Built-in Profiler

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FlightGear 2.9+ provides two new fgcommands that have been added to control a built-in profiler based on Google PerfTools. FlightGear's profiler support can be used to benchmark hot spots and do extremely fine-grained profiling for certain parts of the C++/Nasal code, which makes it easy to determine the overhead of calling certain functions/loops and optimize the code accordingly.

This is exactly how we managed to quickly optimize the new airport selection dialog which uses the Canvas system to draw complex taxiway layouts in a largely Nasal-driven way.

To use the profiler FlightGear has to be compiled with gperftools and the CMake variable ENABLE_PROFILE set to ON (OFF is the default).

Note that it makes sense to also build a debug binary when profiling is enabled, to ensure that the runtime profile contains all the required information such as function or variable names, which could otherwise get optimized out by the compiler.

If the profiler-related fgcommands are used without profiling support being available, the following non-critical warning will be printed to the console, indicating that the commands have NO effect:

No profiling support! Install gperftools and reconfigure/rebuild fgfs.

To check at runtime if the binary provides profiling support or not, use the /sim/debug/profiler-available property.

Installing gperftools


For Debian/Ubuntu and their derivatives libgoogle-perftools-dev and for analyzing the results also google-perftools can be installed through the package manager:

 $ sudo apt-get install libgoogle-perftools-dev google-perftools


See http://code.google.com/p/gperftools/downloads/list for available downloads.

Starting/Stopping the Profiler

For controlling the profiler the commands profiler-start and profiler-stop are available. profiler-start starts up the profiler and dumps its output to a file named fgfs.profile in the current directory (You can pass an argument filename to profiler-start to use another name). profiler-stop stops the profiler and ensures all data has been written to the output file.


// or with filename
SGPropertyNode args;
args.setStringValue("filename", "output.profile");
globals->get_commands()->execute("profiler-start", &args);


fgcommand("profiler-start"); # default file name is fgfs.profile
// or with a custom filename
fgcommand("profiler-start", props.Node.new({"filename": "output.profile"}));

You can easily use different file names to profile different parts of your code using the same simulator session.


For example, to profile a certain Nasal extension function like airportinfo(), just wrap the function call in between two fgcommands like this:

fgcommand("profiler-start"); # default file name is fgfs.profile
fgcommand("profiler-stop");  # immediately stop the profiler again

You can also easily profile loops like this:

fgcommand("profiler-start"); # default file name is fgfs.profile
foreach(var airport; findAirportsWithinRange(100)) {
fgcommand("profiler-stop");  # immediately stop the profiler again

For regression testing purposes, you can also directly terminate the process by running the exit fgcommand directly after stopping the profiler:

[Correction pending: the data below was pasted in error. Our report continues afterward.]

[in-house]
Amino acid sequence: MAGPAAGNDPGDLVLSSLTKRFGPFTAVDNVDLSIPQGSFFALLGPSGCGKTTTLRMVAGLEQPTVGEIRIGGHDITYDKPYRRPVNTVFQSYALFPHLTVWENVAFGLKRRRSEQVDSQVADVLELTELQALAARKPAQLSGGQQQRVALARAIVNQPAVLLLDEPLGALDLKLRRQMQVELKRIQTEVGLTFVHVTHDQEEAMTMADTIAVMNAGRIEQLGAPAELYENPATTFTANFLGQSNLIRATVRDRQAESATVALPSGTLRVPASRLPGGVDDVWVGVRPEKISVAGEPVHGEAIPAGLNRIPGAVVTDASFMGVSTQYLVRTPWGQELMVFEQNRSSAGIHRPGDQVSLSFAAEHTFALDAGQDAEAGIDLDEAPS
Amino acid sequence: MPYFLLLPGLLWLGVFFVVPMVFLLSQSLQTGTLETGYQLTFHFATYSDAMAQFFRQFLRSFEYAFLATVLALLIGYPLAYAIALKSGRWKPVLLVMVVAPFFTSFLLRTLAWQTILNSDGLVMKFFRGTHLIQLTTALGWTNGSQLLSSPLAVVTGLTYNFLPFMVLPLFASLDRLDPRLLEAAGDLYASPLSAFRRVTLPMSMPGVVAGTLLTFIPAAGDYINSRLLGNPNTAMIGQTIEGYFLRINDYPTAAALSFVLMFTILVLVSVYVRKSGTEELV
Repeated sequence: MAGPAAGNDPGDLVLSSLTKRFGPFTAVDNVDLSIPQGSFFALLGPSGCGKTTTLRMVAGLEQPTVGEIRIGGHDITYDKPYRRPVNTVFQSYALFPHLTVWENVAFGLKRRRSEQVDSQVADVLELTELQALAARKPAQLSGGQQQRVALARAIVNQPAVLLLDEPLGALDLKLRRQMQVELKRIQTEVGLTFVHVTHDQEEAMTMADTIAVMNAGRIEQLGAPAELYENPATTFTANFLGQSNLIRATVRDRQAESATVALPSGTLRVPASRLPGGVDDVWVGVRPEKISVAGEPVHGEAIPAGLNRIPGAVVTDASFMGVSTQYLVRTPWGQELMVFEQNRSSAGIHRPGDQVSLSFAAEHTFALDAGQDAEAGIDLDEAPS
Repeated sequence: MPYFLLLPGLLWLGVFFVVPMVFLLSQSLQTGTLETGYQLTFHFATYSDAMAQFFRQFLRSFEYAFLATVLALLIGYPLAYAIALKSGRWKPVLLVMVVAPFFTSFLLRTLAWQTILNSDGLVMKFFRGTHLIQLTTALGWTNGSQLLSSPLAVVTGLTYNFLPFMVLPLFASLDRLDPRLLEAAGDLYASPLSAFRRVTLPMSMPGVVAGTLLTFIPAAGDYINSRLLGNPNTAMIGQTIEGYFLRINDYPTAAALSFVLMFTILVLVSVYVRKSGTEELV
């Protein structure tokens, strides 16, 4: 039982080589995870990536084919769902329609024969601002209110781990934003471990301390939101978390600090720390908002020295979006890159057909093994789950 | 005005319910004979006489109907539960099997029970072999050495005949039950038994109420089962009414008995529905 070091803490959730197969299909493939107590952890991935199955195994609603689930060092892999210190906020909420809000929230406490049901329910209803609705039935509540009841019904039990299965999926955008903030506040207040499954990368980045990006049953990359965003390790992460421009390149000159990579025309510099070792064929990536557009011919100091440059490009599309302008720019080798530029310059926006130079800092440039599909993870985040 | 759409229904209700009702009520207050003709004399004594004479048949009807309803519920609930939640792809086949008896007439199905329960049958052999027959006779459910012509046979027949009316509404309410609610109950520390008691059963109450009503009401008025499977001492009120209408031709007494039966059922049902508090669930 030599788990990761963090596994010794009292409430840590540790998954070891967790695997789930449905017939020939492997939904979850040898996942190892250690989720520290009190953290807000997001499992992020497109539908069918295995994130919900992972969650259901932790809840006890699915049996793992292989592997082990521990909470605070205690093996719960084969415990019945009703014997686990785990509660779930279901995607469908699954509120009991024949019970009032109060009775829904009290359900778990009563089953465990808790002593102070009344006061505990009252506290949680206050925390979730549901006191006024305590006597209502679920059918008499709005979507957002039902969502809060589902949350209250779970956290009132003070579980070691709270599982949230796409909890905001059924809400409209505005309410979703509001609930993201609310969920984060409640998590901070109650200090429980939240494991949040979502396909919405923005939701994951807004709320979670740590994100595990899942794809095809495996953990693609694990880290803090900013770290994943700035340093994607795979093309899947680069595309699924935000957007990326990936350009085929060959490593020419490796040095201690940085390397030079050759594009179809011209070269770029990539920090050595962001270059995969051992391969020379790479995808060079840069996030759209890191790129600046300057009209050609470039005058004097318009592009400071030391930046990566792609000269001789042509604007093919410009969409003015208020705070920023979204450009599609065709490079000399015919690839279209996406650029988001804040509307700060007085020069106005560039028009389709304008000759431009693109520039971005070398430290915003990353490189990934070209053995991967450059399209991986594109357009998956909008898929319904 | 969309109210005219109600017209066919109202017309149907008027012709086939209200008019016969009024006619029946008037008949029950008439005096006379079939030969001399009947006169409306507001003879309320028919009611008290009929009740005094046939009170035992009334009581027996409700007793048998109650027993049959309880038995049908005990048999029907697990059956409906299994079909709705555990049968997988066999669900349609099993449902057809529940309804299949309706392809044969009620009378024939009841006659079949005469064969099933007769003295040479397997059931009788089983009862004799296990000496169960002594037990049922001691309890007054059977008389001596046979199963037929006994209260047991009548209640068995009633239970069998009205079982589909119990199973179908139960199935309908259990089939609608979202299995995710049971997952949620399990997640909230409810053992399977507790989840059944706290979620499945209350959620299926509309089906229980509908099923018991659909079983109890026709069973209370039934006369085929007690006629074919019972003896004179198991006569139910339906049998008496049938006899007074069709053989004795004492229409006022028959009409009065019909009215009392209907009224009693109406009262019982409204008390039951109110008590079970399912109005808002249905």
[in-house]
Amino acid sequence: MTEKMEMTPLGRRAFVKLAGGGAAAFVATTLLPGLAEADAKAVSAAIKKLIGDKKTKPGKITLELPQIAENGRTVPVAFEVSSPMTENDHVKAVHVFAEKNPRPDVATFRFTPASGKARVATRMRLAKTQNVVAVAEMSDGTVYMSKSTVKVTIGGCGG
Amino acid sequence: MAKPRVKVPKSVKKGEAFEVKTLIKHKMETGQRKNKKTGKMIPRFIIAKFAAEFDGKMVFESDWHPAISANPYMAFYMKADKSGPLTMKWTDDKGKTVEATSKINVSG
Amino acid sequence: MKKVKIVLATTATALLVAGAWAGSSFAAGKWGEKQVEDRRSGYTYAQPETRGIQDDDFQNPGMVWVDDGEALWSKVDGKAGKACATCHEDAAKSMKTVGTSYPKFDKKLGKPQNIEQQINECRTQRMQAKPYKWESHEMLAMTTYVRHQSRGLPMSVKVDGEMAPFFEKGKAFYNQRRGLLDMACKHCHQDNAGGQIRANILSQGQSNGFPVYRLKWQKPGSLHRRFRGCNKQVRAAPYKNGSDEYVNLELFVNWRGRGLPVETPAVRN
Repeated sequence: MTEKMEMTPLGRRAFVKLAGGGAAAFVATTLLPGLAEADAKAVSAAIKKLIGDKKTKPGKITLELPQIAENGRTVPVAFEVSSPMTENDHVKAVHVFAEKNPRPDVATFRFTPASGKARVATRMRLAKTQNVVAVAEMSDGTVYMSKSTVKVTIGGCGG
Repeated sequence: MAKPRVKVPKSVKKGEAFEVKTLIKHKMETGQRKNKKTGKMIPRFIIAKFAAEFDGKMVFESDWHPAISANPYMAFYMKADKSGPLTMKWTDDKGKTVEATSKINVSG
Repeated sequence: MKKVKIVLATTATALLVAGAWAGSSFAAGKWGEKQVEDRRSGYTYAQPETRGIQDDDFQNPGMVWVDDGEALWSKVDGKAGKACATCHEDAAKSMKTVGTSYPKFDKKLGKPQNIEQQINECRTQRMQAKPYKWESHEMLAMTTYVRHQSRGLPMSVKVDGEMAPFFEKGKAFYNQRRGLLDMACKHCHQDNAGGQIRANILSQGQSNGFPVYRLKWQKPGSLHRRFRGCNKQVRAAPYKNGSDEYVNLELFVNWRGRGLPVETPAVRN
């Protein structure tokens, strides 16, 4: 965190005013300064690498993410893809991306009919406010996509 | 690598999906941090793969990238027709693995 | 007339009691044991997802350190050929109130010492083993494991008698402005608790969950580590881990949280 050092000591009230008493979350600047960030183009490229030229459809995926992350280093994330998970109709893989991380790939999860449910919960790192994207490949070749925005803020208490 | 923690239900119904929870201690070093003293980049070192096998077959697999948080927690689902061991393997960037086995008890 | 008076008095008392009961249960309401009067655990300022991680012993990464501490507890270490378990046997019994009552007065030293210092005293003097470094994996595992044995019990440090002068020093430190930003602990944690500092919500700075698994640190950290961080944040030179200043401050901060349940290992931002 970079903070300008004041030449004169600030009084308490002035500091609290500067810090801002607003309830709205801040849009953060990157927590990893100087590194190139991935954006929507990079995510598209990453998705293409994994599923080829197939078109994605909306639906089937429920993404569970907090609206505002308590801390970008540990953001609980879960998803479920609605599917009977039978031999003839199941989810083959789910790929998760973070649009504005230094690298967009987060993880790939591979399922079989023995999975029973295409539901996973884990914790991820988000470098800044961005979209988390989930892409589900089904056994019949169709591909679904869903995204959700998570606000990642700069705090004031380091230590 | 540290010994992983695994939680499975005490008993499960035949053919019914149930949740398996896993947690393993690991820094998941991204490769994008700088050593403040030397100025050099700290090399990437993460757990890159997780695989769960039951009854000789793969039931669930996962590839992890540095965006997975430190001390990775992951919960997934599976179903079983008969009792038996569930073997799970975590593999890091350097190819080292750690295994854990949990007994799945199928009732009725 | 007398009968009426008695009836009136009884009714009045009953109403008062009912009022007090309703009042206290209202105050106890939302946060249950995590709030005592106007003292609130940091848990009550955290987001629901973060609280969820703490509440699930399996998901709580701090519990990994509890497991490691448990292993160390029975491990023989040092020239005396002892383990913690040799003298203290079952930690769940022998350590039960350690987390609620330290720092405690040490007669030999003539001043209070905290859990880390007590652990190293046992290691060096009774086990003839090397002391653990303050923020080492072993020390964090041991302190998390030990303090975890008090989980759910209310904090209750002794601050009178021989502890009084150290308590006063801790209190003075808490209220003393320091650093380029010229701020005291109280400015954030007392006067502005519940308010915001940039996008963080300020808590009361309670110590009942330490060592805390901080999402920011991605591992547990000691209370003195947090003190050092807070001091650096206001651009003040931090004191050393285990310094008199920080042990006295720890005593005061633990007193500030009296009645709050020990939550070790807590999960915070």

Analyzing the Results

Afterwards, you can safely close FG (or run fgcommand("exit")) and inspect the file fgfs.profile created in the CWD (current working directory) from where you started the whole thing. To actually process the file, use pprof (Depending on the installation you will need to use google-pprof in place of pprof):

 $ pprof --text /path/to/fgfs /path/to/fgfs.profile > profiling.results
 $ google-pprof --text /path/to/fgfs /path/to/fgfs.profile > profiling.results

A possible output (written to profiling.results) could be:

         47  29.6%  29.6%       47  29.6% sqlite3VdbeExec
         22  13.8%  43.4%       22  13.8% __read_nocancel
          8   5.0%  48.4%        8   5.0% lseek64
          7   4.4%  52.8%        7   4.4% sqlite3VdbeMemRelease
          4   2.5%  55.3%        4   2.5% likeFunc
          4   2.5%  57.9%        4   2.5% sqlite3DbFree
          4   2.5%  60.4%        4   2.5% sqlite3VdbeMemMove
          3   1.9%  62.3%        3   1.9% _IO_str_pbackfail
          3   1.9%  64.2%        3   1.9% fetchPayload
          3   1.9%  66.0%        3   1.9% sqlite3BtreeCursorHasMoved
          3   1.9%  67.9%        3   1.9% sqlite3VdbeMemGrow
          3   1.9%  69.8%        3   1.9% sqlite3VdbeRealValue
          2   1.3%  71.1%        2   1.3% 0063154b
          2   1.3%  72.3%        2   1.3% btreeParseCellPtr
          2   1.3%  73.6%        2   1.3% memcpy
          2   1.3%  74.8%        2   1.3% pcache1Fetch
          2   1.3%  76.1%        2   1.3% sqlite3BtreeDataFetch
          2   1.3%  77.4%        2   1.3% sqlite3BtreeDataSize
          2   1.3%  78.6%        2   1.3% sqlite3ValueText
          2   1.3%  79.9%        2   1.3% sqlite3VdbeMemNulTerminate
          2   1.3%  81.1%        2   1.3% sqlite3VdbeSerialTypeLen
          2   1.3%  82.4%        2   1.3% sqlite3_mutex_leave
          2   1.3%  83.6%        2   1.3% sqlite3_value_text

The columns can be interpreted as follows:

  1. Number of profiling samples in this function
  2. Percentage of profiling samples in this function
  3. Percentage of profiling samples in the functions printed so far
  4. Number of profiling samples in this function and its callees
  5. Percentage of profiling samples in this function and its callees
  6. Function name

For more options to analyze the results (eg. callgraphs or focusing on specific parts of the code) have a look at http://google-perftools.googlecode.com/svn/trunk/doc/cpuprofile.html.

Visualizing the results

See the gprof2dot python script available at: http://code.google.com/p/jrfonseca/wiki/Gprof2Dot